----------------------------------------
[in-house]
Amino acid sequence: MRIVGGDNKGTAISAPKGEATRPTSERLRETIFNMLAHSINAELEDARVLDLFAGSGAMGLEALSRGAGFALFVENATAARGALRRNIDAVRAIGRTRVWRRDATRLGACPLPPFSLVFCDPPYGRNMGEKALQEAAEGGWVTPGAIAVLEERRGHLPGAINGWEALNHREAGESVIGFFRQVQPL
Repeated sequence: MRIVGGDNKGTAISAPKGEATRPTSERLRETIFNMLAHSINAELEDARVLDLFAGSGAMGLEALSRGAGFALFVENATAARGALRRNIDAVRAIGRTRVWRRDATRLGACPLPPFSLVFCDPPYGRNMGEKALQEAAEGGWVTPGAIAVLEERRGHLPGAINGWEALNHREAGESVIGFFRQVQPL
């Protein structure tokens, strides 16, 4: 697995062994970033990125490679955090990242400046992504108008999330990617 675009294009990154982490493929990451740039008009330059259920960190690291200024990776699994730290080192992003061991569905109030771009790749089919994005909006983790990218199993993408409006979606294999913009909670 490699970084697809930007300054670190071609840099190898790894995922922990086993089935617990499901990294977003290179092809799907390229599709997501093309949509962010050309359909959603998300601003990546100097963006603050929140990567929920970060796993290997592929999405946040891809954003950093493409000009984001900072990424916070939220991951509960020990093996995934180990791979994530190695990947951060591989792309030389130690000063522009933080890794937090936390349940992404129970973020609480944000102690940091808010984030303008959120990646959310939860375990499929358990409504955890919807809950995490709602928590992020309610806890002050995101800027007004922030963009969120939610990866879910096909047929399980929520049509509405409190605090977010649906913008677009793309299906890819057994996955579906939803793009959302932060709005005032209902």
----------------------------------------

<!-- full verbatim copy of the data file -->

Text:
[in-house]
Amino acid sequence: MRIVGGDNKGTAISAPKGEATRPTSERLRETIFNMLAHSINAELEDARVLDLFAGSGAMGLEALSRGAGFALFVENATAARGALRRNIDAVRAIGRTRVWRRDATRLGACPLPPFSLVFCDPPYGRNMGEKALQEAAEGGWVTPGAIAVLEERRGHLPGAINGWEALNHREAGESVIGFFRQVQPL
Repeated sequence: MRIVGGDNKGTAISAPKGEATRPTSERLRETIFNMLAHSINAELEDARVLDLFAGSGAMGLEALSRGAGFALFVENATAARGALRRNIDAVRAIGRTRVWRRDATRLGACPLPPFSLVFCDPPYGRNMGEKALQEAAEGGWVTPGAIAVLEERRGHLPGAINGWEALNHREAGESVIGFFRQVQPL
């Protein structure tokens, strides 16, 4: 697995062994970033990125490679955090990242400046992504108008999330990617 675009294009990154982490493929990451740039008009330059259920960190690291200024990776699994730290080192992003061991569905109030771009790749089919994005909006983790990218199993993408409006979606294999913009909670 490699970084697809930007300054670190071609840099190898790894995922922990086993089935617990499901990294977003290179092809799907390229599709997501093309949509962010050309359909959603998300601003990546100097963006603050929140990567929920970060796993290997592929999405946040891809954003950093493409000009984001900072990424916070939220991951509960020990093996995934180990791979994530190695990947951060591989792309030389130690000063522009933080890794937090936390349940992404129970973020609480944000102690940091808010984030303008959120990646959310939860375990499929358990409504955890919807809950995490709602928590992020309610806890002050995101800027007004922030963009969120939610990866879910096909047929399980929520049509509405409190605090977010649906913008677009793309299906890819057994996955579906939803793009959302932060709005005032209902």